"Ain't Gonna Study War No More"

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Right-To-Life Party, Christian, Anti-War, Pro-Life, Bible Fundamentalist, Egalitarian, Libertarian Left

Sunday, February 06, 2005

Their Dog-Eat-Dog World

The cabal that four years ago took over the White House brought with them a philosophy of power which ought to be consigned to the dustbin of history

George Kennan, former head of the US State Department Policy Planning Staff, once observed: "We have about 60 per cent of the world's wealth but only 6.3 per cent of its population. In this situation we cannot fail to be the object of envy and resentment. Our real task in the coming period is to devise a pattern of relationships which will permit us to maintain this position of disparity. We need not deceive ourselves that we can afford today the luxury of altruism and world benefaction. We should cease to talk about such vague and unreal objectives as human rights, the raising of living standards and democratisation. The day is not far off when we are going to have to deal in straight power concepts. The less we are then hampered by idealistic slogans, the better." (Document PPS23, 24 February 1948)

But of course this was not to be. Talk of democratisation is still the best weapon in maintaining disparity and injustice. Thus we toppled the democratic regime of Moussadeq in Iran in the 1950s and reinstalled the Shah not because Moussaddeq wanted to nationalise oil and serve his people but because the US was advancing freedom and democracy against "socialism". Similar arguments were used in Korea, Chile, Vietnam, Nicaragua, Grenada, Haiti and dozens of other "interventions". People-based resistance limited the success of this strategy of dominance. The epitome of this was the Vietnam War, which was portrayed as stemming the falling domino effect of communism spreading. The US retreat from Vietnam was due to the success of the Vietnamese guerrilla war against the best-equipped army in the world buttressed by people of conscience in America who said: "Enough is enough." Its ramifications were numerous and included a renewed vigour of Third World countries intent on resisting the removal of their natural resources to serve Western vested interests. The war architects were not deterred despite the obvious PR loss as the domino theory proved a fabrication.

These individuals were determined to do imperialism better. They recruited disgruntled liberals. They looked for ways to build a stronger and cohesive message. They found it in a modification of social Darwinism based on early principles advocated by Machiavelli. Their godfather was Machiavelli's intellectual disciple Leo Strauss, a German Zionist who immigrated to the US in the 1930s and mentored people like Paul Wolfowitz while advocating his philosophy of a dog-eat-dog world. His ideas were instrumental in the formation of the current neo-conservative cabal pulling the strings in the White House. According to Strauss, the world is divided into distinct nations with competing interests and will always be thus structured. Under such conditions nations cannot consider collective action and multilateralism unless it is 100 per cent in line with their own selfish interests. Strong leadership is axiomatic, as is the need for military power. Leadership ought not be encumbered by human rights discourse or a moral conscience but nonetheless must "appear" to advocate such ideas. Rulers need not observe the laws they impose on the ruled. As such, a ruler can cheat and lie and do all sorts of things but should at all time maintain the outside appearance of adherence to human rights and caring for people. Further, leaders can use religion as one of many tools to ensure the nation keeps on course as formulated. Outside threats help ensure social cohesion under domestic leadership. Altruism, environmental protection, justice etc, are not the concern of governments and ruling elites. They have no part to play in the equation of power.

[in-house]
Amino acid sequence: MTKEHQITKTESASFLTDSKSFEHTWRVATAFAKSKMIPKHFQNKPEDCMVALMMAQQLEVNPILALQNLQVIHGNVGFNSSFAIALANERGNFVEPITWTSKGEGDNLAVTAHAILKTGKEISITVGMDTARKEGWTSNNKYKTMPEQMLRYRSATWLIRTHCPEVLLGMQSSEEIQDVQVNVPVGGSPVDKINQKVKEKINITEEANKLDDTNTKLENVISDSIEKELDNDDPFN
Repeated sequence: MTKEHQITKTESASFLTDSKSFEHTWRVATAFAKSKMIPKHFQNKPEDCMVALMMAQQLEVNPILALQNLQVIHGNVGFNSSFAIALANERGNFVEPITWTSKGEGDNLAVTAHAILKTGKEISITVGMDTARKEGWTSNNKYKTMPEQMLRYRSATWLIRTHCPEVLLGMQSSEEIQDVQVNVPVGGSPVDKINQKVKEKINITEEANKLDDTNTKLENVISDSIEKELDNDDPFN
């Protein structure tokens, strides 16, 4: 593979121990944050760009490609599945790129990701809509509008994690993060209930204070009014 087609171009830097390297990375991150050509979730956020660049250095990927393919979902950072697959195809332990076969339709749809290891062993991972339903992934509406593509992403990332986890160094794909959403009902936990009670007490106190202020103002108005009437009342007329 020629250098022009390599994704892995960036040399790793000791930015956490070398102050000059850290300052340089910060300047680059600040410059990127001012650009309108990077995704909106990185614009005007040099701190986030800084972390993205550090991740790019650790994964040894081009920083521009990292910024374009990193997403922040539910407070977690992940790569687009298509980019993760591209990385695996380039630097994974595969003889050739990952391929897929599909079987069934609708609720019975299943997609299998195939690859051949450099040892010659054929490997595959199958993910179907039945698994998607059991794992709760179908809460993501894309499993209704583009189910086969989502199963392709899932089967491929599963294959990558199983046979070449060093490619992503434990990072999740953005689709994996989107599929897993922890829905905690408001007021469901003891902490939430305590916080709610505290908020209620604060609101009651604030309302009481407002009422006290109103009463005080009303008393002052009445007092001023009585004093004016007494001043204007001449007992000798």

Such principles when put into practice in America were obviously controversial but gained ground among a well-positioned group later to be identified as "neo-conservatives", or "neocons" for short. In March 1992, the US Defense Policy Guidance as formulated by Paul Wolfowitz and Lewis Libby (two neocons with strong Israeli ties) was leaked to The New York Times and caused a stir (including a rebuke from Senator Biden). Its Machiavellian/Straussian tone of world domination, preventing the rise of any potential competitor to US power etc, was shocking. The document as revised by its release on 16 April 1992 was far milder, or at least careful in its language. By way of a price, the revised document included for the first time support for Zionism as a key to defence policy: "In the Middle East and Persian Gulf, we seek to foster regional stability, deter aggression against our friends and interests in the region, protect US nationals and property, and safeguard our access to international air and seaways and to the region's oil. The United States is committed to the security of Israel and to maintaining the qualitative edge that is critical to Israel's security. Israel's confidence in its security and US-Israel strategic cooperation contribute to the stability of the entire region, as demonstrated once again during the Persian Gulf War. At the same time, our assistance to our Arab friends to defend themselves against aggression also strengthens security throughout the region, including for Israel." (p14)